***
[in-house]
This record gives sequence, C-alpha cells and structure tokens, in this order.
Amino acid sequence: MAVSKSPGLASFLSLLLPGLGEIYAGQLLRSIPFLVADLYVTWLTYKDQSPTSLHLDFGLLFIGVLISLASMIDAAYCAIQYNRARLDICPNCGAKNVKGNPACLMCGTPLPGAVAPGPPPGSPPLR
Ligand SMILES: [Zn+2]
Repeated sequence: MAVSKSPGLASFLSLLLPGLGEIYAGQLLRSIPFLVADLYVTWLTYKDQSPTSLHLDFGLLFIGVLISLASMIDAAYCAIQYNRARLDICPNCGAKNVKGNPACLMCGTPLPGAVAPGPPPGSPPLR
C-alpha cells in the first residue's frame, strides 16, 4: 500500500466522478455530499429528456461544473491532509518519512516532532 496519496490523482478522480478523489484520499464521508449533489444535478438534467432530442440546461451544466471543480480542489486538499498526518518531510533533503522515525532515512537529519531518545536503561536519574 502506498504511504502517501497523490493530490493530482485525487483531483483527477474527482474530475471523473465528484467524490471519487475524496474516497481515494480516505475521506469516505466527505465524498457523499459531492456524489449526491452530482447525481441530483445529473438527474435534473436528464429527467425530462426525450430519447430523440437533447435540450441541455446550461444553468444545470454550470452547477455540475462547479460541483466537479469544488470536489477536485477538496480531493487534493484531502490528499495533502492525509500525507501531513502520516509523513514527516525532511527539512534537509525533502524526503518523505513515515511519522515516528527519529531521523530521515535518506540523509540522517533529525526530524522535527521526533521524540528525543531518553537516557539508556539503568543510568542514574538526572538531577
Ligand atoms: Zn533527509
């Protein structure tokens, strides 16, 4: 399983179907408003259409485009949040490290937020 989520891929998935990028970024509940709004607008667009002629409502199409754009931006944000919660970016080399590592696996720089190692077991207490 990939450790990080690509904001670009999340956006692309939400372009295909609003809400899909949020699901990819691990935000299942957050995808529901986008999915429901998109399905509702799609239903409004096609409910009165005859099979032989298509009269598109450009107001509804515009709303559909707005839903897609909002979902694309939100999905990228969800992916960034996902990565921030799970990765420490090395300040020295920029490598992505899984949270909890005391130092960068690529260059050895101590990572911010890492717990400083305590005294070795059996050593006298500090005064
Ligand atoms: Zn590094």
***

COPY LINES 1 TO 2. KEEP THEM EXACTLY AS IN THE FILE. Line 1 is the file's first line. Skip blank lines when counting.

[in-house]
This record gives sequence, C-alpha cells and structure tokens, in this order.